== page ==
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Africans faulted for failing to address own problems

18th April 2012
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Political Federation East Africa Community (EAC) deputy secretary-general Beatrice Kiraso

Political Federation East Africa Community (EAC) deputy secretary-general Beatrice Kiraso has blamed African governments for failing to utilise the Rome Statute, which provides an opportunity for state parties to address their problems using local remedies.

Speaking at an EAC Forum for Chief Justices meeting in Dar es Salaam on Monday, Kiraso said African governments had been inconsistent with the International Criminal Court (ICC).

“It is unfathomable that, while we want to determine our own course, we don’t take this determination to the required level,” she said.

She noted that the principle of complimentarity under the Rome Statute provided an opportunity for the state parties to address their problems using local remedies but they had never utilised such an opportunity.

According to her, ICC should be the court of the last resort not the court of first instance especially for EAC partner states, which are establishing a political federation.

She said it was amazing that despite such misgivings “we have not allowed our judicial mechanisms to have jurisdiction over issues of impurity and human rights.”

Kiraso further said the experience of the ICC should not be ignored and there was a need to strengthen regional judicial mechanisms.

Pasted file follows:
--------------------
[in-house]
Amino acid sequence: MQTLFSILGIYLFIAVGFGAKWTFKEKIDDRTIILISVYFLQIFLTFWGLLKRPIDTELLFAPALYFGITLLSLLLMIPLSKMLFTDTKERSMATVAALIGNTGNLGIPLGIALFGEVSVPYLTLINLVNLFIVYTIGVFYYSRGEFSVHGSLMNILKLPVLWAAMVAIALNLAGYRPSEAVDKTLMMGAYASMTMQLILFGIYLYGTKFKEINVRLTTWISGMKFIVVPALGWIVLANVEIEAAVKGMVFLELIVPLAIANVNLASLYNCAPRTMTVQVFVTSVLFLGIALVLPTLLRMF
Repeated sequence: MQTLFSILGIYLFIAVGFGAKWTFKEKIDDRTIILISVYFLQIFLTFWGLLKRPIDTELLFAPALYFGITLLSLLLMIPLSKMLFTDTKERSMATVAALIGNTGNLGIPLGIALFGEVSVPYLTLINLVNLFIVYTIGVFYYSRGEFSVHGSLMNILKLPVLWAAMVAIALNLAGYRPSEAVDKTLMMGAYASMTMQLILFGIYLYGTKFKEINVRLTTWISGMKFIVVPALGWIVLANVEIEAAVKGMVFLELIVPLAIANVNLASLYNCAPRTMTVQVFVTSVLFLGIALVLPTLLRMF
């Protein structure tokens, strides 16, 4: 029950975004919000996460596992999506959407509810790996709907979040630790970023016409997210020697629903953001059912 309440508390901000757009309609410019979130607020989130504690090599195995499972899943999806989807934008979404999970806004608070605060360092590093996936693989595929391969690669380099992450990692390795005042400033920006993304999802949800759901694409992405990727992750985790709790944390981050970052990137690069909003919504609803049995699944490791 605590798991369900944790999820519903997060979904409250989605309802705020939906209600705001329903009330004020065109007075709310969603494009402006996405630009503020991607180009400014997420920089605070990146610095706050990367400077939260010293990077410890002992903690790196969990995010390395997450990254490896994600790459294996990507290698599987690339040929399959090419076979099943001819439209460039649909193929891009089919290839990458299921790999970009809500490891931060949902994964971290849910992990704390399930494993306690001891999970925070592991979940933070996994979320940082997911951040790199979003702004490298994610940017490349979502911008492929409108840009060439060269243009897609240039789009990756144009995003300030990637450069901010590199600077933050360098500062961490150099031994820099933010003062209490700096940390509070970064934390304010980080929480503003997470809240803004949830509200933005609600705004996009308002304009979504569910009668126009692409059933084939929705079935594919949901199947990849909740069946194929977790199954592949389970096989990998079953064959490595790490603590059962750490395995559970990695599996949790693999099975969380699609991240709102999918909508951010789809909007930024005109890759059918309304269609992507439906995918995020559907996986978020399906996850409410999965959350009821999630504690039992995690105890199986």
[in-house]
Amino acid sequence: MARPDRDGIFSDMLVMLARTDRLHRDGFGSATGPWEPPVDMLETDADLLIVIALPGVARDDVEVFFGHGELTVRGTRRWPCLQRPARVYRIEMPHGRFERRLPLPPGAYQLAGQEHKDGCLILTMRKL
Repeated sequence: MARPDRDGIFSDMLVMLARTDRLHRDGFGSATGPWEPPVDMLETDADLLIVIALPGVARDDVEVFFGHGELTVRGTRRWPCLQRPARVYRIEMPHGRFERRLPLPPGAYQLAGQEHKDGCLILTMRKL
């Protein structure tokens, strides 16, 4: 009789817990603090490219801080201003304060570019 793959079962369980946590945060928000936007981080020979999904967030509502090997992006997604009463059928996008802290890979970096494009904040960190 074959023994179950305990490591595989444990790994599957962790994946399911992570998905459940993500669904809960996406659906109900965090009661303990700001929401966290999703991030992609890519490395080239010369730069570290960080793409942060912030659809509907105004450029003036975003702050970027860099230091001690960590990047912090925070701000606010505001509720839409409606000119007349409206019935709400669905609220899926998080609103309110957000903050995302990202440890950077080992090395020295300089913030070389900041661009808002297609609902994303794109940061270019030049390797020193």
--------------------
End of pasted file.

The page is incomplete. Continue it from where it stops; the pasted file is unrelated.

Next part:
The judiciary is in the right position to obligate the partner states not only to promulgate just laws in conformity with human rights standards but also guarantee social justice, prevention of conflicts, political stability and peaceful co-existence as stipulated in the Treaty as fundamental and operational principles.

For his part, Chief Justice Mohamed Chande Othman said the theme of the meeting ‘Judicial Reform’ was timely as East Africa judiciaries embarked on various reforms to enhance the dispensation of justice - criminal, civil, commercial, juvenile and labour.

He said judicial reforms needed to be comprehensive and holistic rather than compartmentalised and fragmented.

“It must be incorporating reforms in and by other law enforcement agencies such as the police, prisons, prosecution and the bar to realise workable outcome and not to narrowly construe it,” he said.

CJ Othman, however, said electoral litigations in the High Court would be concluded by May 4, this year. The CJ revealed that he said election cases had been given time to be concluded thus if all things went well they would be concluded on May, 4 this year.

CJ Chande said the parliamentary elections conducted in 2010 generated 44 elections petitions whereby some cases were withdrawn, others were concluded and so far there were eight pending cases at the High Court, which would be concluded soon.

The CJ mentioned some of the pending cases as those involving the constituencies of Ubungo, Segerea, Tabora and Singida.

 

SOURCE: THE GUARDIAN
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